The continuation of something beautiful. More visualisations and Birmingham City Council recycling figures.

S’perrrrrtyyy, right?

And a lot clearer, since admittedly the last one was




The beginning of something beautiful. Or, y’know, Birmingham Recycling figures and Visualisations.


Birmingham and recycling and recycledness.

Thanks to Tableau, it’s in a kind of beautiful table.

I’ll write up a Birminghamrecycled article soon, and all will be beautiful.

Ok, so here’s the plan… Recycling in Birmingham and ass-kicking time.

Right. Stage one. A new FOI request. Keep it public on Whatdotheyknow and target the way in which the figures quoted previously are calculated; seperate the charity collections and actual household recycling figures, and make sure to avoid the commercial recycling figures (again, thank you to Lorna for pointing this out).

Stage Two. Sending it out to Birmingham City Council.

Stage Three. Starting an investigation on Helpmeinvestigate to try and get other people to send this FOI out to their council.

Stage Four. Create a Dipity Timeline charting when they are being sent out, when they are returning and any major developments or contrasts.

Stage Five, which probably should be before stage four. Create a map that charts which council districts have been covered by said FOI request and chart which one’s have (in the future) recieved a response.

Right. Game on recycling.

Visuali-time (Say it like eye, then it rhymes).

Ahhh recycling in Birmingham, time to be seen.

Except, for some bizarre reason, Many Eyes can’t understand my data set.

One of the simplest of data sets. I mean, come on, really? A column of values and a column of results?

And it stumbles you?

I’m probably doing everything wrong, let’s face it. But still. *sobs*

Just though I’d blog the.

*Ahem*. Process.

Help me if you can.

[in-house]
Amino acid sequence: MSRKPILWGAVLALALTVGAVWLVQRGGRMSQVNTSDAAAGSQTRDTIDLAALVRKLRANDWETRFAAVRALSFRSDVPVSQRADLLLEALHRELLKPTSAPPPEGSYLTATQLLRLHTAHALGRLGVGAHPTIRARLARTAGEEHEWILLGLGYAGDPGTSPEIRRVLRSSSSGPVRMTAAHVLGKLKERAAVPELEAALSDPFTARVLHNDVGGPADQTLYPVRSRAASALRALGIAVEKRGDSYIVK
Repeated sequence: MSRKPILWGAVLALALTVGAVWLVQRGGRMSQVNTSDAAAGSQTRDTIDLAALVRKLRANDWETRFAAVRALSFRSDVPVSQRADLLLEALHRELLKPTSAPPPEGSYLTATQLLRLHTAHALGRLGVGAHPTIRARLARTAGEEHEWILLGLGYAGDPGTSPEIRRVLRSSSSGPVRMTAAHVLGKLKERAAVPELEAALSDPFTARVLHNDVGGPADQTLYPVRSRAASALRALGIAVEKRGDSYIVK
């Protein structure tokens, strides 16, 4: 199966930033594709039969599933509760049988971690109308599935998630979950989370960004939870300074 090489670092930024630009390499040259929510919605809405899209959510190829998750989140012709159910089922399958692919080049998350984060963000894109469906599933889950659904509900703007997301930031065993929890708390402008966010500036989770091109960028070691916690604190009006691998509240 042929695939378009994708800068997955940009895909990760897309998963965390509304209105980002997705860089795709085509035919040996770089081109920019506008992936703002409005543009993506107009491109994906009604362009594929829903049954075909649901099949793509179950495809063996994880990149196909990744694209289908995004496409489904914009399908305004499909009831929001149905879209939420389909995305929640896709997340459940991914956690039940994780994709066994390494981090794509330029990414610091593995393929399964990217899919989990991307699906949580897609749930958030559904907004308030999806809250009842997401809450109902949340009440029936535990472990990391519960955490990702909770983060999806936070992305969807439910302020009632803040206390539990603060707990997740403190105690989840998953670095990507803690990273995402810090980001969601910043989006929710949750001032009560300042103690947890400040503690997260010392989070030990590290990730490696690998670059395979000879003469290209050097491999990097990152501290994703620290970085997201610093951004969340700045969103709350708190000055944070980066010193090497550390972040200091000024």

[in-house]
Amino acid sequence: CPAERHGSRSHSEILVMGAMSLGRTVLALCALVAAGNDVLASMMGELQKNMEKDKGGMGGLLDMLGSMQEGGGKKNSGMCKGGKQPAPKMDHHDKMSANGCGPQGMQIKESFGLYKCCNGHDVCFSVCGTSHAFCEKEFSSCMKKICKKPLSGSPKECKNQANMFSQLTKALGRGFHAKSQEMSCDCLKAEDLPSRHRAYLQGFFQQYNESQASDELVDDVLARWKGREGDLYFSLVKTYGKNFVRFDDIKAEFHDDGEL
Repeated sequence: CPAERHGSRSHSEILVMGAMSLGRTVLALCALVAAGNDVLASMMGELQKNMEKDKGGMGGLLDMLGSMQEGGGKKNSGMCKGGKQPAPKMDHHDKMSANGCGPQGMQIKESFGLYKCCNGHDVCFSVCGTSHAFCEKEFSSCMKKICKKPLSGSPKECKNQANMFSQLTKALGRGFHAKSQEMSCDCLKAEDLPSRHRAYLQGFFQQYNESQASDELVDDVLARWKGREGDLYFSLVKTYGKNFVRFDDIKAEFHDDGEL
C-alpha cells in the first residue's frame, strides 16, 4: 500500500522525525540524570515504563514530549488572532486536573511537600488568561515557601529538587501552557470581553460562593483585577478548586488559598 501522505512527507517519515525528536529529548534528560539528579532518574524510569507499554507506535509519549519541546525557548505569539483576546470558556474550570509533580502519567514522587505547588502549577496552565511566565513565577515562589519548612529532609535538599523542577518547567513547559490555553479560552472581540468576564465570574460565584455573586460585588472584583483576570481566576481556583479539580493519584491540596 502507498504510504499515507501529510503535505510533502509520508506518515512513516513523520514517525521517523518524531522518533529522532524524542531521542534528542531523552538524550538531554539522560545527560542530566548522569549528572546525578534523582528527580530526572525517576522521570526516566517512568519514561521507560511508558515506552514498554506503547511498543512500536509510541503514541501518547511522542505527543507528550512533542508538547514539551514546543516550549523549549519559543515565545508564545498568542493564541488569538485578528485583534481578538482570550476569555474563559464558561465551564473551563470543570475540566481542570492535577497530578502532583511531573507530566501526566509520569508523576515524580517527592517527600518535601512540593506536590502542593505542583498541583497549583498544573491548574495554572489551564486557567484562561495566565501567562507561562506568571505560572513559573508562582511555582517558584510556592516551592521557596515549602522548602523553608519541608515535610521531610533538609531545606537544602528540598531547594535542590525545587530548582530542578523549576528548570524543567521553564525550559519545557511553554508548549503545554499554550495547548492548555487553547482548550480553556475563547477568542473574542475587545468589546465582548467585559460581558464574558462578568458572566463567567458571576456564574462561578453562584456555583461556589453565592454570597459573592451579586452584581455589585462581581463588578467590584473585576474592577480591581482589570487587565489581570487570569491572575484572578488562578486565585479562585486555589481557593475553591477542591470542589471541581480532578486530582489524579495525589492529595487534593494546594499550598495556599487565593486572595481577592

That Birmingham City Council FOI Part 2; Recycling figures and indeterminate terms…

A quote to start… shock horror, I know.

“Recycling is defined by the action and not by the material”

Oh-ho really Birmingham? So, does that mean…? Surely not…

“Donating clothes to a charity is a reuse activity as the waste will be reused in its original form, i.e. as clothing”

So. Basically. An indeterminable amount of ‘recycling’ recorded and counted across Birmingham, and a massive reason for the increased numbers, is people donating clothes to charity. I’ll elaborate, with more from the FOI;

“Recycling is basically putting the material through a process which reuses it instead of using more virgin materials to make a product which may be the same as or different from the original product (e.g. recycling metal from food cans into cars)”

I was misinformed, rather than believe that Birmingham City Council are being sneaky.

No wonder recycling rates have soared.

I, as a member of the public and an enviromental journalist didn’t know about this, so how can the public?

They can’t even see the statistics at all.

I think this is bad times.

More to come.

Birmingham City Council and Recycling Part 1; The stats…

That’s right, it’s a multi-parter.

Aren’t I just the worst?

Right, this FOI has given me plenty to talk about and this response was well recieved and, thankfully, detailed.

And first of all, to put it simply, I’m just going to throw you the stats.

Now, take these at face value, because in this week’s twisty turny edition of… ben… you’ll find out that recycling statistics are really not all they seem.




















32.00% (Provisional)

Sorry about the two-tiered layout. I know, it sucks, and I’ll fix it soon, but, for now, goggle at it’s wonderment.

Quadrupled rate in 10 years is always good, there are no complaints here.

Part 2 is here!

Right then, guys, girls… machines… It’s FOI time. Ish.

The FOI came back, so, basically, win.

However, amongst all the other work I’m stuck doing, it may take a while to decipher the wee thing, so patience childrens.

However, s’of note that they were on-time, and didn’t even come close to attempting to charge me, which I appreciate whole-heartedly.

There are stats to fondle into interesting visualisations and interactive, over-active forms of news, so that’s there to look forward to as well.

But, for now, follow that ol’ link up top to check out the FOI, and, for now, peace out.